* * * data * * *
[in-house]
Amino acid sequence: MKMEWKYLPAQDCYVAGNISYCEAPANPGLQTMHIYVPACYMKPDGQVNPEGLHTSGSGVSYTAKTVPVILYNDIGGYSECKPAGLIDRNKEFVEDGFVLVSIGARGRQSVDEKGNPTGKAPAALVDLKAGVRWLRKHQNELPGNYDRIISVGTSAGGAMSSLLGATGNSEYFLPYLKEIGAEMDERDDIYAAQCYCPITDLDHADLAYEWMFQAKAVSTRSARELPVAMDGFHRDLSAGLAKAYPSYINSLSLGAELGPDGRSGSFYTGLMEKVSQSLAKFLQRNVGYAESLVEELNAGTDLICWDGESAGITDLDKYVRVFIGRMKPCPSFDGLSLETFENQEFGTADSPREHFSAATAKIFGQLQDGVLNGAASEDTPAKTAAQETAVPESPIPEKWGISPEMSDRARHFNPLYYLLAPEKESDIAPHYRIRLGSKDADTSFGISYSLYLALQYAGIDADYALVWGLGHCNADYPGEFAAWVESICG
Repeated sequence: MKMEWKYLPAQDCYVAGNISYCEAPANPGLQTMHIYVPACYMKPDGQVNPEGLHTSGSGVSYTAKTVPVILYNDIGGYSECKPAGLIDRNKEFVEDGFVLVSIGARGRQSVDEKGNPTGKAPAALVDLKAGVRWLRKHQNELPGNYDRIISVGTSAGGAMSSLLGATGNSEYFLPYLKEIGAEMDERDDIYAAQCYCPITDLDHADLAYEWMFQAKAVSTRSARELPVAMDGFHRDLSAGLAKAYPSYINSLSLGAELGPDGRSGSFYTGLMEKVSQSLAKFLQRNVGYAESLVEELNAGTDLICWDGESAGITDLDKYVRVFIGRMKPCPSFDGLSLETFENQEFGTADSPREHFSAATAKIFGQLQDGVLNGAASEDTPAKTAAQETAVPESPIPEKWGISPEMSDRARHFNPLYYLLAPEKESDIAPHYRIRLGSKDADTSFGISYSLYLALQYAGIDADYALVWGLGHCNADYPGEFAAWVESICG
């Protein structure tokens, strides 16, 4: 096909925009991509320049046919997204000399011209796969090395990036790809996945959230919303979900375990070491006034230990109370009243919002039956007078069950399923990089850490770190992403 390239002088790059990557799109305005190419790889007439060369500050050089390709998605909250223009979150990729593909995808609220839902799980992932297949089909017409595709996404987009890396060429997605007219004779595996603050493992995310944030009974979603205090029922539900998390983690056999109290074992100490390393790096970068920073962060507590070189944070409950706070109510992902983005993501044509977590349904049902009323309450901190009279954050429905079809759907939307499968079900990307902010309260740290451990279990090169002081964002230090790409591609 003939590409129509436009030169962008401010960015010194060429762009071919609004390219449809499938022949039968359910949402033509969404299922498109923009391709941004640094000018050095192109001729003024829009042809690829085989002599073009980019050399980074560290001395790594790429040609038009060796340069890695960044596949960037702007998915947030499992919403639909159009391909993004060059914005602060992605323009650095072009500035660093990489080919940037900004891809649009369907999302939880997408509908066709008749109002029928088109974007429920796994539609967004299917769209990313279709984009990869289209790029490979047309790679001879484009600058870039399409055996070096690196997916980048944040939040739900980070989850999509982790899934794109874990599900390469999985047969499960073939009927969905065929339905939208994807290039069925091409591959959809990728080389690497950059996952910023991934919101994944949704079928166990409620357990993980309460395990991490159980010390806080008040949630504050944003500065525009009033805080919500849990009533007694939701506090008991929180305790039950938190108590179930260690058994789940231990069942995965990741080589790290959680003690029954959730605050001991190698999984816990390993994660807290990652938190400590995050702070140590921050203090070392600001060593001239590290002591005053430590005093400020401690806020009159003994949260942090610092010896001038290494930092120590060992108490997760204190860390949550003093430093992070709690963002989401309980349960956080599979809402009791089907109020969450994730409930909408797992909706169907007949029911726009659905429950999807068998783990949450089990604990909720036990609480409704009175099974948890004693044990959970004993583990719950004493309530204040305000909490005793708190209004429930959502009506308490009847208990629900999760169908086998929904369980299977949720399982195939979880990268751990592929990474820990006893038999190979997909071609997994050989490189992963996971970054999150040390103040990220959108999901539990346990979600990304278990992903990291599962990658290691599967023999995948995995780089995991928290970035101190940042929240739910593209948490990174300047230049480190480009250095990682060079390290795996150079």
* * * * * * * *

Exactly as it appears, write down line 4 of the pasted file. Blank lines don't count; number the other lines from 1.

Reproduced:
């Protein structure tokens, strides 16, 4: 096909925009991509320049046919997204000399011209796969090395990036790809996945959230919303979900375990070491006034230990109370009243919002039956007078069950399923990089850490770190992403 390239002088790059990557799109305005190419790889007439060369500050050089390709998605909250223009979150990729593909995808609220839902799980992932297949089909017409595709996404987009890396060429997605007219004779595996603050493992995310944030009974979603205090029922539900998390983690056999109290074992100490390393790096970068920073962060507590070189944070409950706070109510992902983005993501044509977590349904049902009323309450901190009279954050429905079809759907939307499968079900990307902010309260740290451990279990090169002081964002230090790409591609 003939590409129509436009030169962008401010960015010194060429762009071919609004390219449809499938022949039968359910949402033509969404299922498109923009391709941004640094000018050095192109001729003024829009042809690829085989002599073009980019050399980074560290001395790594790429040609038009060796340069890695960044596949960037702007998915947030499992919403639909159009391909993004060059914005602060992605323009650095072009500035660093990489080919940037900004891809649009369907999302939880997408509908066709008749109002029928088109974007429920796994539609967004299917769209990313279709984009990869289209790029490979047309790679001879484009600058870039399409055996070096690196997916980048944040939040739900980070989850999509982790899934794109874990599900390469999985047969499960073939009927969905065929339905939208994807290039069925091409591959959809990728080389690497950059996952910023991934919101994944949704079928166990409620357990993980309460395990991490159980010390806080008040949630504050944003500065525009009033805080919500849990009533007694939701506090008991929180305790039950938190108590179930260690058994789940231990069942995965990741080589790290959680003690029954959730605050001991190698999984816990390993994660807290990652938190400590995050702070140590921050203090070392600001060593001239590290002591005053430590005093400020401690806020009159003994949260942090610092010896001038290494930092120590060992108490997760204190860390949550003093430093992070709690963002989401309980349960956080599979809402009791089907109020969450994730409930909408797992909706169907007949029911726009659905429950999807068998783990949450089990604990909720036990609480409704009175099974948890004693044990959970004993583990719950004493309530204040305000909490005793708190209004429930959502009506308490009847208990629900999760169908086998929904369980299977949720399982195939979880990268751990592929990474820990006893038999190979997909071609997994050989490189992963996971970054999150040390103040990220959108999901539990346990979600990304278990992903990291599962990658290691599967023999995948995995780089995991928290970035101190940042929240739910593209948490990174300047230049480190480009250095990682060079390290795996150079």